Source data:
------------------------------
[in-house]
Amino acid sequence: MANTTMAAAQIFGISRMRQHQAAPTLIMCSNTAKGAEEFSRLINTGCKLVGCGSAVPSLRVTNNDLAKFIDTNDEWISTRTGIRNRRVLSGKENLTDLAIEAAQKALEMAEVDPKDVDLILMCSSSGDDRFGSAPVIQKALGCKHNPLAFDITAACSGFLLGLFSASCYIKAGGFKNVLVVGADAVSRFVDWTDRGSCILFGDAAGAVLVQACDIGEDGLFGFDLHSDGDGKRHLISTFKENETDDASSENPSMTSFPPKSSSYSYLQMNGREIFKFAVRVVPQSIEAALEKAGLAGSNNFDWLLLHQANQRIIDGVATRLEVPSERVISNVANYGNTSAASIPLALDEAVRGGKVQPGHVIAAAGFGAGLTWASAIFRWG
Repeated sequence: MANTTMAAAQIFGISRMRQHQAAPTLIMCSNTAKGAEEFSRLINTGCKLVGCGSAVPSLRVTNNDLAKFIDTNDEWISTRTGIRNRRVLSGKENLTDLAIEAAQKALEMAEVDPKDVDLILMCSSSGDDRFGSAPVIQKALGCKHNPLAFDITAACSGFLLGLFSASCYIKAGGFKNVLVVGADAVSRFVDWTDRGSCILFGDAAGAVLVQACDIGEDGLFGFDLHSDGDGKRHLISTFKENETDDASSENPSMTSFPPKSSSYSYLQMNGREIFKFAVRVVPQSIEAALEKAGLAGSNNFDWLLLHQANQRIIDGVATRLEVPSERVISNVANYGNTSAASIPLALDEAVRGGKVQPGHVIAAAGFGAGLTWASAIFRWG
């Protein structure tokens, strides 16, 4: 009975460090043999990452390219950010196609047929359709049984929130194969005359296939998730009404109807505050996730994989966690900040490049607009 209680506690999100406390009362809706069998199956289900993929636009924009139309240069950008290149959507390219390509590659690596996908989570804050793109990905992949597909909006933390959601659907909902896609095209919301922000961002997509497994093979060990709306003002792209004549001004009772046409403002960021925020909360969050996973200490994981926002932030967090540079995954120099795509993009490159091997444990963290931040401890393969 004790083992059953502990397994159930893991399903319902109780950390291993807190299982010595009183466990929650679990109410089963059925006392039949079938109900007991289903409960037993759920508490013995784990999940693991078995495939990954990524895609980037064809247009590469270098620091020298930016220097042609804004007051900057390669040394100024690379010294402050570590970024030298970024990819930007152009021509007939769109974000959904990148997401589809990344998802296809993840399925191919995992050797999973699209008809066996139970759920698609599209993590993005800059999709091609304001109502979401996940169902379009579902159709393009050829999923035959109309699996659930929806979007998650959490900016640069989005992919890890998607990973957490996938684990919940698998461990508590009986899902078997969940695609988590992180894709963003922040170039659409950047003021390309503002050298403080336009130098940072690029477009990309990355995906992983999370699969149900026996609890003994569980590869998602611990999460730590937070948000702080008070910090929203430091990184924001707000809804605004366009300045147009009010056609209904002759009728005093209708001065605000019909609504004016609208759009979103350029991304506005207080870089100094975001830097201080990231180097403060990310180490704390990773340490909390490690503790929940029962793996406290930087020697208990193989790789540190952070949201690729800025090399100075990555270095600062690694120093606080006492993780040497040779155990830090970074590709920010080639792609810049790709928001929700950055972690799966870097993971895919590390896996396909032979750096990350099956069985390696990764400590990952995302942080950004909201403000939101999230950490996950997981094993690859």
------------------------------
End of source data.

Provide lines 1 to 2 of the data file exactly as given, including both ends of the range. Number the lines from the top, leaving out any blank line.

[in-house]
Amino acid sequence: MANTTMAAAQIFGISRMRQHQAAPTLIMCSNTAKGAEEFSRLINTGCKLVGCGSAVPSLRVTNNDLAKFIDTNDEWISTRTGIRNRRVLSGKENLTDLAIEAAQKALEMAEVDPKDVDLILMCSSSGDDRFGSAPVIQKALGCKHNPLAFDITAACSGFLLGLFSASCYIKAGGFKNVLVVGADAVSRFVDWTDRGSCILFGDAAGAVLVQACDIGEDGLFGFDLHSDGDGKRHLISTFKENETDDASSENPSMTSFPPKSSSYSYLQMNGREIFKFAVRVVPQSIEAALEKAGLAGSNNFDWLLLHQANQRIIDGVATRLEVPSERVISNVANYGNTSAASIPLALDEAVRGGKVQPGHVIAAAGFGAGLTWASAIFRWG